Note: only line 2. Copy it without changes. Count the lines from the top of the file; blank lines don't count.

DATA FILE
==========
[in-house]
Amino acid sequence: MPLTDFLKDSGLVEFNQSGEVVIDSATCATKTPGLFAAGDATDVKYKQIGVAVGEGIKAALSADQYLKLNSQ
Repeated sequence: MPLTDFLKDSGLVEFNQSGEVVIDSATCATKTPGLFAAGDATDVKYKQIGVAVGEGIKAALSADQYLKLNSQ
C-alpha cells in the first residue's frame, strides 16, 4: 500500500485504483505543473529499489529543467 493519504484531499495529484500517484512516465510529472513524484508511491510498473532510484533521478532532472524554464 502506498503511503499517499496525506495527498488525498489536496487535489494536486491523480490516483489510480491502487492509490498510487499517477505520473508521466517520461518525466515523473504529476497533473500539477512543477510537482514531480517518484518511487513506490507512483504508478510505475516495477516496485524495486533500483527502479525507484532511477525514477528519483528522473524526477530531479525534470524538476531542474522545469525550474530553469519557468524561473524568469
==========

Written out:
Amino acid sequence: MPLTDFLKDSGLVEFNQSGEVVIDSATCATKTPGLFAAGDATDVKYKQIGVAVGEGIKAALSADQYLKLNSQ